If there's something the Wooden Award has prioritized over the past two decades, it's winning.
In the past 20 years, no one has won the award on a team that didn't win at least one NCAA tournament game. In that span, only two winners were on teams that didn't advance to at least the Sweet 16, and Kevin Durant, at Texas in 2007, is the lone recipient from a team that finished with double-digit losses.
With that as a backdrop, the candidate pool took a beating over the past week as some high-profile players exited right away.
Young, who was the favorite for most of the season, could have played his way back into contention if he regained his midseason form or propelled Oklahoma to the Sweet 16 -- voting for the award ended on Monday. It wasn't meant to be. Despite a strong showing by Young in what was his final game, the Sooners were bounced by Rhode Island in the first round, ending any chance he still had to win the award.
Ayton's departure was more surprising, both because of the opponent Arizona lost to and how it looked in the process. The Wildcats were heavy favorites against 13-seed Buffalo but were run off the floor. And Ayton, who we advocated for to win the award last week, was almost nowhere to be found. Unlike Young, Ayton could still win -- he has been good enough to justify the selection -- but it would break from precedence.
That leaves three players who figure to be in the mix: Brunson, Graham and Bagley.
Bagley is the most talented of the three, has the numbers (21.2 points per game, 11.3 rebounds) and will clearly be the most sought-after by NBA teams, but Duke hasn't won anything of note -- no regular-season or conference tournament title. Because the voting deadline has passed, his résumé is complete.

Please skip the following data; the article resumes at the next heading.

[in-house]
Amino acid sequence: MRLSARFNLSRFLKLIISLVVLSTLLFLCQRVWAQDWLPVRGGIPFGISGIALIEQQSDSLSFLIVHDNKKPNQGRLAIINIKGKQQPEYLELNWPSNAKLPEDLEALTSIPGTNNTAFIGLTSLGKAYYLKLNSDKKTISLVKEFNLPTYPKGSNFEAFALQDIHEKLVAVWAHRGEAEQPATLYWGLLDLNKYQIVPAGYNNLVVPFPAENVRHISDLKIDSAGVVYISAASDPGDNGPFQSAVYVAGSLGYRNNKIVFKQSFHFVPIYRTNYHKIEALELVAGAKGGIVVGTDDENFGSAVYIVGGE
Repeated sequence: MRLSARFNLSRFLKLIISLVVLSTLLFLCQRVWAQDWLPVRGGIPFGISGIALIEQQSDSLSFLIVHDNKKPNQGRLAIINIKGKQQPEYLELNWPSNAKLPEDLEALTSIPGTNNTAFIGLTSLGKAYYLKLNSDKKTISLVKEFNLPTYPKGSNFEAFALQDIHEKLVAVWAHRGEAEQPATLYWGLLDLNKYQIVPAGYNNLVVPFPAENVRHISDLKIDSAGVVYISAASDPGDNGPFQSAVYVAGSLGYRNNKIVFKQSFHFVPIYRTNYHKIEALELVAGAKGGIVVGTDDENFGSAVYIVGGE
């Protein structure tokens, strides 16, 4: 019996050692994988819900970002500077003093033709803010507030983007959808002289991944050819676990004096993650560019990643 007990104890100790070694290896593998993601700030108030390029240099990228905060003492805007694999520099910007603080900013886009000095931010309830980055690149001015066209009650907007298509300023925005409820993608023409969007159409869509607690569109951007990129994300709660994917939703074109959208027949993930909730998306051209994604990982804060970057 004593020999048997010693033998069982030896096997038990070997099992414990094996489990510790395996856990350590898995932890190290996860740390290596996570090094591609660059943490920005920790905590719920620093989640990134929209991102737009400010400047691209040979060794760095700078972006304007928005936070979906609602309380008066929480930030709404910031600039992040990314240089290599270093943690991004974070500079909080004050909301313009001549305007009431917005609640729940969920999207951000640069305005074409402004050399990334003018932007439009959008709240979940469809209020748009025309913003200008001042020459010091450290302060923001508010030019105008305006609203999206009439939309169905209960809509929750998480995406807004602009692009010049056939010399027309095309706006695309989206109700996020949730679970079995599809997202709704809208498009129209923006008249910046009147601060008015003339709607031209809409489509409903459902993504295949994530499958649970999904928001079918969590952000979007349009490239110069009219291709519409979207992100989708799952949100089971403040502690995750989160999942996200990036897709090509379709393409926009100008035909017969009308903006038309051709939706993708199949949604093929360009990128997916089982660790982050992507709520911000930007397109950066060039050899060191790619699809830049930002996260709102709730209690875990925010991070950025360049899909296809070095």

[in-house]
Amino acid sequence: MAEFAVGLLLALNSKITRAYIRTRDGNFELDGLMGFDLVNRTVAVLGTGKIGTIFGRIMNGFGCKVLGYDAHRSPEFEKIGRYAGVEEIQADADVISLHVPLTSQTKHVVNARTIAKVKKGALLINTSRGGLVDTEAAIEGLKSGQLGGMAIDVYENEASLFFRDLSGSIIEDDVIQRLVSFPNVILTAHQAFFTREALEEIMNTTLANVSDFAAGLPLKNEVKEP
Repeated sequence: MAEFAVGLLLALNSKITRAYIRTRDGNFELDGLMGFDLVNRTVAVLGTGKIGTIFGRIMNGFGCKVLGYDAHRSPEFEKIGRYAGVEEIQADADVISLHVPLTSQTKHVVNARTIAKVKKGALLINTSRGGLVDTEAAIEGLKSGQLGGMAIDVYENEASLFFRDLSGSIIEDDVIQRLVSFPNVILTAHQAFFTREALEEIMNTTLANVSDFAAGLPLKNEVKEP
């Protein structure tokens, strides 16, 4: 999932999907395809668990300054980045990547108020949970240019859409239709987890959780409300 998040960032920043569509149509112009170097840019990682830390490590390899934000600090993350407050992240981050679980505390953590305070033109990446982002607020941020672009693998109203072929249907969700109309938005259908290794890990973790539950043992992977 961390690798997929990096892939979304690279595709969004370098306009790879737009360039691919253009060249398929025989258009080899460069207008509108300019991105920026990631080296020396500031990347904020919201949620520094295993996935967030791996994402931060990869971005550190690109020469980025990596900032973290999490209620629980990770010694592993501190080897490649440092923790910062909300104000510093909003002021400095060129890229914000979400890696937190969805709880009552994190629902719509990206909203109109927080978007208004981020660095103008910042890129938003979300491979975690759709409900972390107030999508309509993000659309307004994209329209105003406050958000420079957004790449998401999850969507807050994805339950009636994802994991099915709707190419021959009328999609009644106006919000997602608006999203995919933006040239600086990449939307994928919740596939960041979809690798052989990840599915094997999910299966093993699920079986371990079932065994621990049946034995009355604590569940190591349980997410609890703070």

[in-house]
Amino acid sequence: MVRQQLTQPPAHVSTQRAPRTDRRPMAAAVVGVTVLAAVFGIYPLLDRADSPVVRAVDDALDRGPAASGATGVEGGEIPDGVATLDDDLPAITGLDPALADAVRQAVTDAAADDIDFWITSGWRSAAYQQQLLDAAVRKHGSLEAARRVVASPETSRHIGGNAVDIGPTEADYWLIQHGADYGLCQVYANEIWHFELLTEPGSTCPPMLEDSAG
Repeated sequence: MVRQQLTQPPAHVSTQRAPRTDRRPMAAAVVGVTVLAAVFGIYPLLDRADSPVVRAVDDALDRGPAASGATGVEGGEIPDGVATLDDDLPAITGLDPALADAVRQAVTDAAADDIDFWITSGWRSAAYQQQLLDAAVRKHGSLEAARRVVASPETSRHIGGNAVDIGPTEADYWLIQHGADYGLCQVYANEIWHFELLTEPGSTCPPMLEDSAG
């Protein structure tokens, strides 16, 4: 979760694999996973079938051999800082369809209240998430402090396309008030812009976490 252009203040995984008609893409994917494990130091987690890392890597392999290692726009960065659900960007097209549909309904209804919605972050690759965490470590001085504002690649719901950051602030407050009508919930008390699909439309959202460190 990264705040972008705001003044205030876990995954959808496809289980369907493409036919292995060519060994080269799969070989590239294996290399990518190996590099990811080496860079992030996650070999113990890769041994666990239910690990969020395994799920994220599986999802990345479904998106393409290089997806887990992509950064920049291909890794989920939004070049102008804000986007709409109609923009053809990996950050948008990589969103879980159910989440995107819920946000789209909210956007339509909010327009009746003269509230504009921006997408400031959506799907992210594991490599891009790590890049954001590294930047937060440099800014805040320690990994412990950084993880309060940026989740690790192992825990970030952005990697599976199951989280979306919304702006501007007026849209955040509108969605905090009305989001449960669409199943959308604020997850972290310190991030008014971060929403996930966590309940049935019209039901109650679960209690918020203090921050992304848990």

With both Brunson and Graham, though, that's not the case. Graham led Kansas to yet another Big 12 regular-season title and then to a conference tournament title, and Brunson guided Villanova to the Big East tournament title after the Wildcats finished behind Xavier during the regular season. They both were named their respective conference's player of the year.
Statically, the pair of point guards are comparable: Brunson averages 19.1 points, 3.1 rebounds, 4.7 assists and 0.9 steals per game, and Graham goes for 17.4 points, 4.0 rebounds, 7.5 assists and 1.6 steals.
With Brunson and Graham matching up so closely, it seems possible they could cancel out each other's candidacy, leaving Ayton an avenue to still take home the award despite the Wildcats' first-round flop.
Keenan Evans, Texas Tech
Had Evans remained healthy down the stretch for Texas Tech, the Red Raiders could very well have won the Big 12. Alas, he did not and they faded down the stretch. But with him seemingly back at full strength, Texas Tech advanced through the opening weekend and is a win away from its first Elite Eight in program history. Evans scored 23 and 22 points in wins against Stephen F. Austin and Florida, respectively, to advance.
Deandre Ayton, Arizona
Not only were the Wildcats bounced in the first round by 13-seed Buffalo, they failed to keep it even mildly competitive in the second half. If it was someone's first time watching Arizona play this season, the idea that Ayton was the front-runner to be the No. 1 overall pick in the NBA draft would have been laughable as there seemed to be no concerted effort to get him the ball. If someone was on the fence about whom to vote for, Ayton's final impression didn't do him any favors.
Big week ahead
Jevon Carter, West Virginia
Carter was the catalyst behind a ho-hum opening weekend of the tournament in which he led the Mountaineers to a pair of lopsided wins -- 85-68 against Murray State and 94-71 against Marshall. Next up: Villanova, which promises to give Carter the stage to showcase why he's, again, a candidate for national defensive player of the year.